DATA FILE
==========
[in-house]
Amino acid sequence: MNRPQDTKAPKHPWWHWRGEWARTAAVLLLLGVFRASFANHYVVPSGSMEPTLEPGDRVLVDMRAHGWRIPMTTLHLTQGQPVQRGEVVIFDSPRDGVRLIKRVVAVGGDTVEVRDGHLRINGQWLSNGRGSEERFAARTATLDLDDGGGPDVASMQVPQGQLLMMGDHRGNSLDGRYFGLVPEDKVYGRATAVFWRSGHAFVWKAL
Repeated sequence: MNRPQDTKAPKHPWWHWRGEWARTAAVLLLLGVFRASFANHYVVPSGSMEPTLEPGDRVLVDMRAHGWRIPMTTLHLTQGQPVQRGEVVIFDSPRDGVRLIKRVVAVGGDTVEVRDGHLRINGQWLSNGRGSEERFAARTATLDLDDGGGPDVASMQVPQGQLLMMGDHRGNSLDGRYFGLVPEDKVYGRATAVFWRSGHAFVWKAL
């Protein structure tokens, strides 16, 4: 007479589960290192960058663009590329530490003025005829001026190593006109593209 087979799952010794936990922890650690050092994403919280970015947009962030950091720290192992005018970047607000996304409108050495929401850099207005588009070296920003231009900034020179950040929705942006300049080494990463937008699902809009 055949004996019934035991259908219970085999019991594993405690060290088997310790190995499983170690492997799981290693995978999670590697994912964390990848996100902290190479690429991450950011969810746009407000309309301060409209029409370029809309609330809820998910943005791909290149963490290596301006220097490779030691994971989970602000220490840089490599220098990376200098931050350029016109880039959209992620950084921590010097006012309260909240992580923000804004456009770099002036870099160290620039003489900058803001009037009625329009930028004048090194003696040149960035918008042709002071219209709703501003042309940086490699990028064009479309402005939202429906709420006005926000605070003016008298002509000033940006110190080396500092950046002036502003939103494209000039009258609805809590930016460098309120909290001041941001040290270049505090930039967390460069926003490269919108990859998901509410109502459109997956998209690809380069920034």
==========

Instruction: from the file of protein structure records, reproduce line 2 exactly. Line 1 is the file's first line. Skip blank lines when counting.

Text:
Amino acid sequence: MNRPQDTKAPKHPWWHWRGEWARTAAVLLLLGVFRASFANHYVVPSGSMEPTLEPGDRVLVDMRAHGWRIPMTTLHLTQGQPVQRGEVVIFDSPRDGVRLIKRVVAVGGDTVEVRDGHLRINGQWLSNGRGSEERFAARTATLDLDDGGGPDVASMQVPQGQLLMMGDHRGNSLDGRYFGLVPEDKVYGRATAVFWRSGHAFVWKAL